The Rundown (final primary)

August 8th, 2014
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We have updated our rundown of potentially competitive state House and Senate races with summaries from the final state campaign-finance reports before the primary on Saturday. We will reassess the lineup after the primary and again in the weeks before the November general election.

Overview: Hawaii politics is in transition in the wake of the death of U.S. Sen. Daniel Inouye and the retirement of U.S. Sen. Daniel Akaka. The churn at the top has caused political uncertainty that may take several election cycles to settle. Gov. Neil Abercrombie, despite the state’s economic recovery and a $5 million war chest, is not assured of re-election given voter unease about his leadership. Majority Democrats are certain to keep control of the state House and Senate, but the leadership lineup in both chambers will likely change after the elections. Republicans are overdue to correct some of the political imbalance at the Legislature. But many of the GOP’s prospects are religious conservatives who were motivated to run by last year’s special session on gay marriage, a trend that could alienate moderate voters the party needs to compete.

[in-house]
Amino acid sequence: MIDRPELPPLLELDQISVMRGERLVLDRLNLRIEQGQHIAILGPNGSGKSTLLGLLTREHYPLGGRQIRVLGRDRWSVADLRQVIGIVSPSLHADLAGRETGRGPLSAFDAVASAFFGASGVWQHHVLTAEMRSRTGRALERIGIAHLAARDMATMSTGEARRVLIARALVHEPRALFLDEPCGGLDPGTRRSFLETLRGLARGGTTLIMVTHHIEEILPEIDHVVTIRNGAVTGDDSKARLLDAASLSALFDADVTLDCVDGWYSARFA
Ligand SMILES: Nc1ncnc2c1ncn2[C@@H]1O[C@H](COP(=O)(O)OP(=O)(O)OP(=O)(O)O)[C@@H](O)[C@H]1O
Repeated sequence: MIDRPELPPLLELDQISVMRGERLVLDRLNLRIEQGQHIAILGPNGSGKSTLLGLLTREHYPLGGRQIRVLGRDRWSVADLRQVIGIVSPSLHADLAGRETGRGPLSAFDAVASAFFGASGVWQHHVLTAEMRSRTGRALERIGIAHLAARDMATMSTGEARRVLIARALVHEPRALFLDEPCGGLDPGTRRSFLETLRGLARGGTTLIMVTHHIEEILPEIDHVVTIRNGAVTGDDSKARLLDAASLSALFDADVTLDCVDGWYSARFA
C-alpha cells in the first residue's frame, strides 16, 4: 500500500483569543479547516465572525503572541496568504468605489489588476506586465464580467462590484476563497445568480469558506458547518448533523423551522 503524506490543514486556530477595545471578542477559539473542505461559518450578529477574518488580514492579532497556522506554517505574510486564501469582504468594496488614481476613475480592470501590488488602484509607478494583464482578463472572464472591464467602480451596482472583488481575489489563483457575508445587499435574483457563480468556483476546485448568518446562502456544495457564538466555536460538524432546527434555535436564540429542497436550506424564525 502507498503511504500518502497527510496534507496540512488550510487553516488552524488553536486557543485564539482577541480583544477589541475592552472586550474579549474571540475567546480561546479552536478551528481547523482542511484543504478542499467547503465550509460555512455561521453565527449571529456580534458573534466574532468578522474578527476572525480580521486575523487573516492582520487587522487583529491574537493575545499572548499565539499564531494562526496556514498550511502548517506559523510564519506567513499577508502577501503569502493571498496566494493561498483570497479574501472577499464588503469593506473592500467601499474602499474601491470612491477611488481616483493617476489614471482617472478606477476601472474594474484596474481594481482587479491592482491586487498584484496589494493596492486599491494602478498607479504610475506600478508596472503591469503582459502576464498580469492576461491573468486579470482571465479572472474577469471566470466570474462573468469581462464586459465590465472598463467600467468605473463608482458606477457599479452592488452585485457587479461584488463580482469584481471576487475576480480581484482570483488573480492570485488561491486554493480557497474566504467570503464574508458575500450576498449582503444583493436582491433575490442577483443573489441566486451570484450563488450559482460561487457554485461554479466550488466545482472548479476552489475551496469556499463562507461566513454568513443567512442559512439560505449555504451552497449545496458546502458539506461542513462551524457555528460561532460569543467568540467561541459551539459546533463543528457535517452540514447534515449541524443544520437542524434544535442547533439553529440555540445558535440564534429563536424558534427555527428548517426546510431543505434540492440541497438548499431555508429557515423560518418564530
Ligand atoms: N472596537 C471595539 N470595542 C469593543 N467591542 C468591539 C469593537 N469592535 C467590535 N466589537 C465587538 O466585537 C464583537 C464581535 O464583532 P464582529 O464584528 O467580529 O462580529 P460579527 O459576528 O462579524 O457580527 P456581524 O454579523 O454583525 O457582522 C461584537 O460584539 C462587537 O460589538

State Senate
Democrats: 24
Republicans: 1

State House
Democrats: 44
Republicans: 7

State Senate

*SD4 (Kaupulehu-Waimea-North Hilo)
Sen. Malama Solomon (D)
(For the cycle: $156,351)
Lorraine Inouye (D)
(For the cycle: $55,214 Loans: $20,000; $76,000 total from previous campaigns)
Alain Schiller (L)
Outlook: Democratic. Solomon held off Inouye, a former state senator and mayor, by 69 votes in the primary in 2012. Solomon is the chairwoman of the Senate Water and Land Committee and a passionate voice on Native Hawaiian issues. But she can be a polarizing figure in the Senate and has upset progressives on development, geothermal, GMO and environmental issues. A large slice of Inouye's campaign money is from a May loan.

*SD6 (West Maui-South Maui)
Sen. Rosalyn Baker (D)
(For the cycle: $210,813)
Terez Amato (D)
(For the cycle: $34,976 Loans: $147)
Jared “Pika” Dubois (R)
(For the cycle: $21)
Bronson Kaahui (L)
(For the cycle: $25 Loans: $25)